Artificial Intelligence (AI): the force transforming the banking industry

Today, Artificial Intelligence is one among the hot topics for discussion. Lives of consumers around the world are being affected by such developments as Siri, Alexa, chatbots and many others that influence our digital experience. In 2018, the number of individuals using the services of virtual assistants around the world exceeded one billion, while about 37% of consumers in the US reported to own a digital voice assistant. Artificial intelligence is rapidly becoming integrated into our daily lives, changing our routines, but it is also transforming the banking industry, bringing customer experience to a new level.


Language processing technology has evolved to the extent where it is hard to distinguish whether you are communicating with a voice bot or an actual customer service representative. Voice and chatbots are ow capable of removing customer issues and respond to their requests as fast and effective as a human would, while minimizing the costs and negative consequences of human error. This way by 2030, AI can potentially cause 1.2 million job reductions and savings of up to $450 billion. However, at this point it is difficult to entirely rely on the voice and chatbots technology. It is more beneficial to use them as a complementary force to human activity, as personal communication is still preferred by the customers. Banks are getting quite creative in integrating AI tools. For example, UBS, a Swiss bank, has partnered with Amazon to offer its “Ask UBS” service, created specifically for EU wealth management clients, into Alexa-powered Echo speaker devices. This way, UBS users are able to receive advice and analysis related to global financial markets through simply communicating with Alexa. The service also educates consumers by offering definitions and examples of finance-related acronyms and jargon. One drawback is the absence of personalized advice due to service’s inability to access clients’ individual portfolios and perform particular transactions.


Banks are able to access a wide range of customer data, such as detailed demographics, website analytics and records of online and offline transactions. With the help of machine learning that allows for an integrated analysis of information from various databases, banks are able to personalize products and services and make interactions with customers highly efficient, predicting their behavior and needs. Personalization on a real-time level and ultimate pairing of products with people is the next step for the industry.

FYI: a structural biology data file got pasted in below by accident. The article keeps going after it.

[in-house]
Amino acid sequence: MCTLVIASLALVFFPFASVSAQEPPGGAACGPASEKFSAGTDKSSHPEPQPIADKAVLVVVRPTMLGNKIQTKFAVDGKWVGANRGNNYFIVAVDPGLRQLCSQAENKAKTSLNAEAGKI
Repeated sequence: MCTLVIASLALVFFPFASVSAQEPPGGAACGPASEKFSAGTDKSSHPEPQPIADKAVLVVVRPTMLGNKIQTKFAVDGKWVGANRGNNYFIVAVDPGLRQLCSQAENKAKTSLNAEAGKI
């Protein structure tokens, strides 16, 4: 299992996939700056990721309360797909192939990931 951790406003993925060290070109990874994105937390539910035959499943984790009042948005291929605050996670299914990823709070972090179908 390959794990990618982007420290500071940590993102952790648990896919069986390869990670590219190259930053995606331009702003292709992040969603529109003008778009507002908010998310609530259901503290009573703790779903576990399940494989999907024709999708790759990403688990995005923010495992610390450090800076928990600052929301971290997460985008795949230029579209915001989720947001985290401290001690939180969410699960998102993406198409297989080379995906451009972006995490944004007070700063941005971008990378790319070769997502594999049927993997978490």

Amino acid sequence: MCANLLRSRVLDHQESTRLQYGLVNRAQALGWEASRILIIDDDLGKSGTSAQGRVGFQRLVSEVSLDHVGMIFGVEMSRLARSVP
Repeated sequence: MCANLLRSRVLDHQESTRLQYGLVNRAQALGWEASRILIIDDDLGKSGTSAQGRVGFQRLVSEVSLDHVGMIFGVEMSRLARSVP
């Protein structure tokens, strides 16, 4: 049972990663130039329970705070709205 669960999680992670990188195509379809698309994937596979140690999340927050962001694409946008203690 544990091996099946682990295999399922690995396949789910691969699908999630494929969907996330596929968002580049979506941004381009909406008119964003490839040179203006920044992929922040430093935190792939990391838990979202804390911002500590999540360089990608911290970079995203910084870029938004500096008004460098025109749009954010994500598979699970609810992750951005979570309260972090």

Personalization does not just concern marketing and product customization, but is also highly relevant for security. More and more banks are incorporating biometric data, such as fingerprints and wristbands identifying unique heartbeat, in order to replace or improve passwords and related types of customer verification. Google Intelligence has forecasted that by 2021, biometric identification will apply to 1.9 billion users.

Just think about Face ID that is already being widely used in order to unlock Apple devices and validate Apple Pay purchases. Biometrics are becoming increasingly sophisticated every single day.

Pattern recognition and fraud prevention

Artificial Intelligence gives companies the ability to go through and analyze massive chunks of data and distinguish patters, which would take ages for humans to do. This is particularly useful for improving fraud prevention mechanisms. Cybercrime costs the global economy about $600 billion. With AI and machine learning tools it is possible to detect fraud attempts in real-time and take the appropriate mitigation measures. Besides, these innovative solutions greatly minimize the marking of legitimate activity as fraud.

FinTech and AI still have a long way to grow and develop, yet the way banks do business has already undergone significant changes. The future, as predicted, will bring around more opportunities, solutions and ways to improve operation.